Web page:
• Early diagnosis — If detected early, we can limit or halt arthritis progression and potentially reverse joint damage.
  • Pain management — Controlling your pet’s pain is essential for their quality of life.
  • Lifestyle modifications — Reducing the demand on your pet’s joints prevents flare-ups and lowers injury risk.
  • Low-impact exercise — Safe physical activity promotes a healthy weight, improves joint range-of-motion, and can significantly reduce muscle loss.

Your pet doesn’t have to suffer from chronic joint pain—effective treatment is available. To determine if your pet is suffering from arthritis, ask yourself the following questions: 

  • Is my pet slowing down?
    Arthritic pets may appear less enthusiastic about normal physical activity, such as walking, hiking, or playing fetch. Alternatively, pets may be eager to participate initially, but then display reduced stamina—lagging behind or stopping after only a few repetitions. Because repeatedly damaging a weakened joint can result in orthopedic injury, always stop activity when your pet is tired.
  • Is my pet reluctant to use stairs, get on or off the furniture, or jump into or out of my vehicle?
    Incline activities, such as climbing or jumping up, require pets to shift their weight to the rear limbs, while decline activities, including descending stairs or jumping down, place significant force on the neck, shoulder, elbows, and wrists. Arthritic pets may hesitate or refuse to perform these activities or change their techniques to mitigate their discomfort. Changes may include:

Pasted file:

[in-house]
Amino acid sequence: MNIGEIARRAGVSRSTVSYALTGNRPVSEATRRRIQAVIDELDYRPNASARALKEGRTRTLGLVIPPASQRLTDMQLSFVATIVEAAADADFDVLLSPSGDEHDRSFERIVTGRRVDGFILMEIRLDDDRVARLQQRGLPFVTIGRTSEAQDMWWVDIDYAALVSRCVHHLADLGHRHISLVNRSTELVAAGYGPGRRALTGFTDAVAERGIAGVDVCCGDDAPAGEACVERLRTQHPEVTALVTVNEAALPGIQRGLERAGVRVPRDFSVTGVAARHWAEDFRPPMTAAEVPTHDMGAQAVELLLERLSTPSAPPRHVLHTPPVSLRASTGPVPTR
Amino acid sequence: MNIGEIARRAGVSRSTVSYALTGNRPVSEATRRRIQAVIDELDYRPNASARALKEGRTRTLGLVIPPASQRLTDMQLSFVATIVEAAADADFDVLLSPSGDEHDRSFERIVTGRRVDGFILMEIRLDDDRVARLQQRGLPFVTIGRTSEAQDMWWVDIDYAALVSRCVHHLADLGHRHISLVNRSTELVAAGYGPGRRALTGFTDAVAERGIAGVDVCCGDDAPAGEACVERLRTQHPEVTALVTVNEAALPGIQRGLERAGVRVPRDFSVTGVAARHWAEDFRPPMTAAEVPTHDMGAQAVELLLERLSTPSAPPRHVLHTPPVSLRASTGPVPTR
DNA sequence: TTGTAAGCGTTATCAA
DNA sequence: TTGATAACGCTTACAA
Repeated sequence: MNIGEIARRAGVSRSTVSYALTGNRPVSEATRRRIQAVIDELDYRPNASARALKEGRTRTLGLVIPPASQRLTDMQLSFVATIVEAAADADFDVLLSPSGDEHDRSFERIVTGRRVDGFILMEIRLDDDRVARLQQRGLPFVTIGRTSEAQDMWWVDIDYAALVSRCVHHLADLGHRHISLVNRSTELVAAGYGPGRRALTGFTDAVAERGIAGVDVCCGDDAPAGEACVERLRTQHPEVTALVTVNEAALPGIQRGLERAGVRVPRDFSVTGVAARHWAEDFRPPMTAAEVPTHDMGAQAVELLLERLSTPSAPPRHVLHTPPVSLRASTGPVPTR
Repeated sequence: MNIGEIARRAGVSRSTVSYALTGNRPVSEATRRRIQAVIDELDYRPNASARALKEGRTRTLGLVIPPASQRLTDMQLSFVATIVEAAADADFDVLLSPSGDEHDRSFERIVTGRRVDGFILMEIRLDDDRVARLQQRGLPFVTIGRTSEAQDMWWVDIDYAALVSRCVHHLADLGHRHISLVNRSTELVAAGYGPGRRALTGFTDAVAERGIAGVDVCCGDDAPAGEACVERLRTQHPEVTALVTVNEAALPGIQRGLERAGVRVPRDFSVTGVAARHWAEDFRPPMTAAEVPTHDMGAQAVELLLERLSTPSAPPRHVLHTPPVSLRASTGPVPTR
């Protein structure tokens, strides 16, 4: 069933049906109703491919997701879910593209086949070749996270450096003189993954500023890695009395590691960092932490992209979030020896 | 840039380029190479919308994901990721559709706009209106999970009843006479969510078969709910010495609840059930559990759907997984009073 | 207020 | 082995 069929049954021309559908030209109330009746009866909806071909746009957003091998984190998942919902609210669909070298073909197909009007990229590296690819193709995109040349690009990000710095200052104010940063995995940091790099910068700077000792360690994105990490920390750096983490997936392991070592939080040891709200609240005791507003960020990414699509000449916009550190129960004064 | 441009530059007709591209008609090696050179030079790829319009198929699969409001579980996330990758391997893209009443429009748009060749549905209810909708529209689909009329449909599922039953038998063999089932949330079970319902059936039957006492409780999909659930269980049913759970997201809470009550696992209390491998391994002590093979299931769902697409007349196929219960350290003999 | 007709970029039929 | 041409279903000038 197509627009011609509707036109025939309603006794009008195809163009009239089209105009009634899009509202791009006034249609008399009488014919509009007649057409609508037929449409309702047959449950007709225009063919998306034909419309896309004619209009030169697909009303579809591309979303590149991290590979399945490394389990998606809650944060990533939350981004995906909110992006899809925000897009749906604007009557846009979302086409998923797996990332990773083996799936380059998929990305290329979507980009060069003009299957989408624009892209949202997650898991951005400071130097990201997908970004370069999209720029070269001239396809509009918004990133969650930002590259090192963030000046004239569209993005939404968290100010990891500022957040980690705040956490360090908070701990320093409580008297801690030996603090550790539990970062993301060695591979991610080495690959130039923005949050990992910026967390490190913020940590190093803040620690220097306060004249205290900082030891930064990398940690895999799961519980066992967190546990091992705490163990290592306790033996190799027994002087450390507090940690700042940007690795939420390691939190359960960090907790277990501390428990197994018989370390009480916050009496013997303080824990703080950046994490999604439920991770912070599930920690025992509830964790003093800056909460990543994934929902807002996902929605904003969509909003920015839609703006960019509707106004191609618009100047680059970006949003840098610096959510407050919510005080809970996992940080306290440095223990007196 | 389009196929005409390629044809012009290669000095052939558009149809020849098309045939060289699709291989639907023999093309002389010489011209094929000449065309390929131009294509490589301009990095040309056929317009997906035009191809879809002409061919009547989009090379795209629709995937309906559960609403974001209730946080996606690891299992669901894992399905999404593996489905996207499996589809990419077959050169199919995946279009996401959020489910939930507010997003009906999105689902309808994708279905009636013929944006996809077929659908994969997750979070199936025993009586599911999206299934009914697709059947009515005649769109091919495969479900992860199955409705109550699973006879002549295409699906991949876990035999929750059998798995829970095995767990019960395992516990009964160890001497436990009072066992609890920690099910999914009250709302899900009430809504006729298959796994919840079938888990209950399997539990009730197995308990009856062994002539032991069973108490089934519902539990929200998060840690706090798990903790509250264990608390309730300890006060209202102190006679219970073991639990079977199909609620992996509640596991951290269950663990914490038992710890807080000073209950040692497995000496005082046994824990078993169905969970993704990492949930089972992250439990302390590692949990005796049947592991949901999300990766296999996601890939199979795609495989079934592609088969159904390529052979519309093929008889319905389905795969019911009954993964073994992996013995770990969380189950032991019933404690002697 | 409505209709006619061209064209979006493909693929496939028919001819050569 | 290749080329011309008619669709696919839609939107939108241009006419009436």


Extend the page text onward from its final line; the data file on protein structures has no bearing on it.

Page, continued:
• Resting halfway up or down a staircase
    • Descending or ascending stairs diagonally to reduce the angle
    • Stutter-stepping or crouching before jumping
    • Taking an intermediate step (e.g., jumping to a chair before jumping up to the table top)
    • Changing their behavior pattern (e.g., no longer sleeping on the bed or sofa, avoiding slick floors).

  • Is my pet standing, sitting, or walking differently?
    Postural changes can indicate hidden pain, as pets adapt their physical stance or movement patterns to avoid discomfort. These adaptations can vary from subtle to severe, and commonly include: